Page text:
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history2cpaper - Joshua Daniel History 2C TA Israel: A...

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Joshua Daniel History 2C TA Israel: A Nation of Religion and Survival “Undoubtedly it is our destiny to remain a small people, and we will survive on through our spiritual vitality.” 1 These were the words of the foremost person involved in the founding of the modern day state of Israel, David Ben-Gurion. Since the days of ancient Israelite kings and even further to the time of the patriarch of Israel, Abraham, the nation of Israel has been concerned with only two things: survival and religion. The reason for this is the deep connection between Jewish beliefs and the survival of the Jewish people. They are inexorably one and the same. The will of the people of Israel becomes a way of practicing a religion, whether intentionally or unintentionally. Ironically, these same beliefs are the reasons for why the Israel is a major target for extermination in the Middle East and is constantly under attack from other nations. Religion is such an integral part of the history of the Jews and yet a point of contests that it is a threat to the survival of the Jews. The Hebrew Bible, or Tanakh, is a fundamental piece of Jewish history and contains the bulk of the beliefs and lineage of Judaism as well. In Genesis, the first book of the Tanakh, it records Abram’s encounter with Yahweh. It is here that Abram, which means “exalted father”, is given the new name Abraham, or “father of many nations.” However, it was the promises given to Abraham concerning his descendents that would prove the most important part of the Tanakh. Further along, Yahweh makes an everlasting covenant in which he swears to look after Abraham and his descendants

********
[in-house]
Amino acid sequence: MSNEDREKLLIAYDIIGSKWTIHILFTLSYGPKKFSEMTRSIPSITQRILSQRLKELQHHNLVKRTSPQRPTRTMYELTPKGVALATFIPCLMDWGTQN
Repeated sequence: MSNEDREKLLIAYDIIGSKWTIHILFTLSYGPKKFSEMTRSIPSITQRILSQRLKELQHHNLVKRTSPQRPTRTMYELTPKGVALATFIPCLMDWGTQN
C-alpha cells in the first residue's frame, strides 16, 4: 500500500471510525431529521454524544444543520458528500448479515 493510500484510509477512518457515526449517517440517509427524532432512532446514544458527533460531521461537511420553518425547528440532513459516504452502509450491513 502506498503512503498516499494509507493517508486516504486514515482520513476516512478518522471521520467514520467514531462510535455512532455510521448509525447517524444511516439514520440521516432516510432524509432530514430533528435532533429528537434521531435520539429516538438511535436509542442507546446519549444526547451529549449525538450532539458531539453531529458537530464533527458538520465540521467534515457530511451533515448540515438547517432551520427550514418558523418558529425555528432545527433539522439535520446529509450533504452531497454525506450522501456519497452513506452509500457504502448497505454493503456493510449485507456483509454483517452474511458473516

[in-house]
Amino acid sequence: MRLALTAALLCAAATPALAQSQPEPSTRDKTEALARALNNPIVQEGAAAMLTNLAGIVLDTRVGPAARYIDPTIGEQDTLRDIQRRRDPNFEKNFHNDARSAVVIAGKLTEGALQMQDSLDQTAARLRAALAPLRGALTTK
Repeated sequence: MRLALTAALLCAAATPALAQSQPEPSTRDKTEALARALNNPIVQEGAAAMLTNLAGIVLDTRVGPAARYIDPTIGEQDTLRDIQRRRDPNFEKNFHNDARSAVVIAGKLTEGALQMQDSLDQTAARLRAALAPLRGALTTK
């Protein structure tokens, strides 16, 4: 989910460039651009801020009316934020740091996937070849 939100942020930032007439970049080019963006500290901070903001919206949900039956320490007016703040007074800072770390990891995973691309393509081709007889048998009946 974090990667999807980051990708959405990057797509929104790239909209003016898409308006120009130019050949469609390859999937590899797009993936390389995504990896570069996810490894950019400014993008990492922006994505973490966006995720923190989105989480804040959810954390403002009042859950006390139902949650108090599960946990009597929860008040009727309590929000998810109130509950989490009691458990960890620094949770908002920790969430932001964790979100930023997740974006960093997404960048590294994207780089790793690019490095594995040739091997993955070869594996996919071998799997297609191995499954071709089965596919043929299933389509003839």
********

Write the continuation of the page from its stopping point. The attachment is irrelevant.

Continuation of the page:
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forever. This is the beginning of the marriage between survival and religion in Jewish history. The distinct way in which a nation’s God made a promise and swore to fulfill it is the glue that holds Judaism, and even Christianity, together. Failure to protect the line of Abraham from annihilation would result in an unfaithful God who violates his own will and word according to the Jew’s sacred text. The destruction of the Jewish line altogether, as was attempted by Adolf Hitler and the Third Reich, would instantly destroy Judaism along with Christianity from a theological standpoint. For the Jew who embraces Judaism, simply being alive is a continual fulfillment of a promise and existing becomes a part of the religion practiced. This brings up a significant point. Despite the fact that Judaism is almost exclusively focused on the Jew, not all Jews practice Judaism. Today, the majority of Jews living in the modern state of Israel claim to be secular, despite Western stereotypes that label every Jew as religious. Even the Jew that does not believe in Yahweh and rejects his teachings remains connected to the religion by heritage. How can this be? As Raymond Kennedy, an Associate Professor of Sociology at Yale University, argued that “the Jews are characterized by definite traditions and modes of thought and behavior
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history2cpaper - Joshua Daniel History 2C TA Israel: A...

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